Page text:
Washington State was caught discriminating against non-English speaking healthcare providers.
In April 2016, the Freedom Foundation won a victory on behalf of in-home caregivers eliminating the requirement for providers to sit through a 30-minute union membership pitch at the beginning of the state-mandated meetings.
Sadly, providers are often still not informed the union pitch is voluntary — and in some cases illegally forced to attend or led to believe it is required.
In Southwest Washington, there are several IP contracting appointments each week. The Freedom Foundation sends canvassers to these meetings to inform attendees about their Constitutional rights while they wait in the lobby.
Case management supervisor Sandy Phillips of the Area Agency on Aging and Disabilities of Southwest Washington called to inform me our canvassers do not have the right to speak to interpreters for non-English-speaking, home healthcare providers. Interpreters are hired, however, to interpret the union and the state’s information during the contacting appointment.
I informed Phillips that she was mistaken; she does not get to decide who we are and are not allowed to speak with.
She informed me she was going to call the company they hire to interpret, and she was going to instruct them not to interpret while in the public lobby.
Let’s think about this for a moment.
Our objective is simply to inform people of their Constitutional rights in the lobby of a public building. Meanwhile, the state — which hires an interpreter at taxpayer expense in order to help the union make its sale pitch — actually wants to order the interpreter to let attendees hear no other point of view.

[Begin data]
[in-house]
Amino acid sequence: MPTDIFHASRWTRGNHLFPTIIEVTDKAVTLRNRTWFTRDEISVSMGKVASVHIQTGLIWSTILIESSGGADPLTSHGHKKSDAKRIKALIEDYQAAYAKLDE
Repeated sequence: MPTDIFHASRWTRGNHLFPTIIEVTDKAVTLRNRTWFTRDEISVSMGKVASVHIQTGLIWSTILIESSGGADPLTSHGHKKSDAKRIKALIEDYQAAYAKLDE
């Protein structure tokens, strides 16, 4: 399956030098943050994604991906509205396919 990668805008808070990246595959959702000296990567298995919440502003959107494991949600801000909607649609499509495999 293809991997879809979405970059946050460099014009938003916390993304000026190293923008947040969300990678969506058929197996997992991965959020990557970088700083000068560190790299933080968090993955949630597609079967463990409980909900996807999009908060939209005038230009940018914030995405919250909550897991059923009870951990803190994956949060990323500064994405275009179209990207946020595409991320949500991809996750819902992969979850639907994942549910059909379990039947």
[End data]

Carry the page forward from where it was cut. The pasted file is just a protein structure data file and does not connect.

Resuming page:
Are the interpreters even being paid before the meeting begins? If not, what right does the state have to censure them?
And if they are on the clock before the meeting, the state’s instructions amount to an order not to do their job.
Moreover, why is a government employee — who presumably represents everyone’s interests — so intent on helping the union and preventing healthcare providers from hearing anything other than its propaganda?
Phillips insists she doesn’t take sides. But her actions say otherwise, and this isn’t the first time she’s interceded on the union’s behalf.
This same state employee has taken it upon herself to distribute leaflets warning those coming to the contracting appointment that we will be there and that they do not have to talk to us and can refuse the information we have for them.
If only she were half as conscientious about informing caregivers they don’t have to listen to the union, either.
And what if they choose not to sit through the union’s pitch, is the interpreter paid to just sit in the lobby and not speak to the client for that 30 minutes?
Call Sandy Phillips at the Aging Area for Disabilities, (360 735-5796, and tell her what she is doing is wrong.
Everyone — even those who struggle to understand English — has a right to know their rights. If the state isn’t going to take responsibility for sharing this information, the very least we have a right to expect under the law is that its representatives won’t throw obstacles in the path of those who will.